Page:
74 cvs -d :pserver:anoncvs@cvs.freedesktop.org:/cvs/icccm-extensions login
75 cvs -d :pserver:anoncvs@cvs.freedesktop.org:/cvs/icccm-extensions \
76 checkout wm-spec
77
78 DO NOT GO AND READ THOSE THINGS. THEY ARE REALLY, REALLY BORING.
79
80 If you do, you'll probably end up catching up on your sleep instead of
81 hacking on Metacity. ;-) Instead, just look at the table of contents and
82 glance at a page or two to get an idea of what's in there. Then only
83 refer to it if you see something weird in the code and you don't know
84 what it is but has some funny looking name like you see in one of those
85 two documents.
86
87 You can refer to the COMPLIANCE file for additional information on these
88 specifications and Metacity's compliance therewith.
89
90 One of the major things those documents cover that are useful to learn
91 about immediately are X properties. The right way to learn about those,
92 though, is through hand on experimentation with the xprop command (and
93 then look up things you find from xprop in those two manuals if you're
94 curious enough). First, try running
95 xprop
96 in a terminal and click on one of the windows on your screen. That gives
97 you the x properties for that window. Look through them and get a basic
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98 idea of what's there for kicks. Note that you can get rid of some of the
99 verboseness by grepping out the _NET_WM_ICON stuff, i.e.
100 xprop | grep -v _NET_WM_ICON
101 Next, try running
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102 xprop -root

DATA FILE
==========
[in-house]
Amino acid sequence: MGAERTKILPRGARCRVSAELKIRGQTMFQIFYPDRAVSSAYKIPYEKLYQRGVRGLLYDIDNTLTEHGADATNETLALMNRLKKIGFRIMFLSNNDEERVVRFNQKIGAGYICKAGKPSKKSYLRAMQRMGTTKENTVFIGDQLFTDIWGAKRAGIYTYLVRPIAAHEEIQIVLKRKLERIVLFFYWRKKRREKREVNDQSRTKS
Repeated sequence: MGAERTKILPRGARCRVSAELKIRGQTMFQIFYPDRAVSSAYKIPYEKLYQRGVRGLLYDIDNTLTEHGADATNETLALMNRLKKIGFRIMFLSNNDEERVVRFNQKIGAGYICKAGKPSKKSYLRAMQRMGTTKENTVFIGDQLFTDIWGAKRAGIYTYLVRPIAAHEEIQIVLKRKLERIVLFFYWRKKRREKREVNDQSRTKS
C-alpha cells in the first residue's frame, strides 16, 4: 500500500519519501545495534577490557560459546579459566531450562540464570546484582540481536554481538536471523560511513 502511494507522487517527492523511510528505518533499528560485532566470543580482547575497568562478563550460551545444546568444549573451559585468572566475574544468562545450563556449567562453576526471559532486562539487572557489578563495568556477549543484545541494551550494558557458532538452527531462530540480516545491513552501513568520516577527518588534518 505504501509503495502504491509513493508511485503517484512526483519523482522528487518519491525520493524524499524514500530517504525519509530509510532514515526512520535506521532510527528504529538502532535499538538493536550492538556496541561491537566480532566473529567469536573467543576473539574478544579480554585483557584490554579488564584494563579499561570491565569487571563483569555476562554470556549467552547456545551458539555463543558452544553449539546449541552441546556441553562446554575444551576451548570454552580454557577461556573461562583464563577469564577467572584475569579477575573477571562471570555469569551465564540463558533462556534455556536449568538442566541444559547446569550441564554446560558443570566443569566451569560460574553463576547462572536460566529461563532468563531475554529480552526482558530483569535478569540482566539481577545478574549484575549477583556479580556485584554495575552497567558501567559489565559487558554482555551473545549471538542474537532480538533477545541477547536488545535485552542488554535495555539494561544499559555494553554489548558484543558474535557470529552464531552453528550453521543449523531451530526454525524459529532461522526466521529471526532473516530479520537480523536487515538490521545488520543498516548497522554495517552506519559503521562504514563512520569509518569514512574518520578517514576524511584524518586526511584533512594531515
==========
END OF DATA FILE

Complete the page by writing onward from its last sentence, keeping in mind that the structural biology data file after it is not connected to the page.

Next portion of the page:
103 in a terminal. There's all the properties of the root window (which you
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104 can think of as the "main" Xserver window). You can also manually
105 specify individual windows that you want the properties of with
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106 xprop -id <id>
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107 if you know the id of the window in question. You can get the id of a
108 given window by either running xwininfo, e.g.
109 xwininfo | grep "Window id" | cut -f 4 -d ' '
110 or by looking at the _NET_CLIENT_STACKING property of the root
111 window. Finally, it can also be useful to add "-spy" (without the
112 quotes) to the xprop command to get it to continually monitor that
113 window and report any changes to you.
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114
115 Debugging information
116 Trying to run a window manager under a typical debugger, such as gdb,
117 unfortunately just doesn't work very well. So, we have to resort to
118 other methods.
119
120 Debugging logs
121
122 First, note that you can start a new version of metacity to replace the
123 existing one by running
124 metacity --replace
125 (which also comes in handy in the form "./src/metacity --replace" when
126 trying to quickly test a small change while hacking on metacity without
127 doing a full "make install", though I'm going off topic...) This will
128 allow you to see any warnings printed at the terminal. Sometimes it's
129 useful to have these directed to a logfile instead, which you can do by
130 running
131 METACITY_USE_LOGFILE=1 metacity --replace
132 The logfile it uses will be printed in the terminal. Sometimes, it's
133 useful to get more information than just warnings. You can set
134 METACITY_VERBOSE to do that, like so:
135 METACITY_VERBOSE=1 METACITY_USE_LOGFILE=1 metacity --replace
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136 (note that METACITY_VERBOSE=1 can be problematic without
137 METACITY_USE_LOGFILE=1; avoid it unless running in from something that
138 won't be managed by the new Metacity--see bug 305091 for more details).
139 There are also other flags, such as METACITY_DEBUG, most of which I
140 haven't tried and don't know what they do. Go to the source code
141 directory and run
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142 grep "METACITY_" * | grep getenv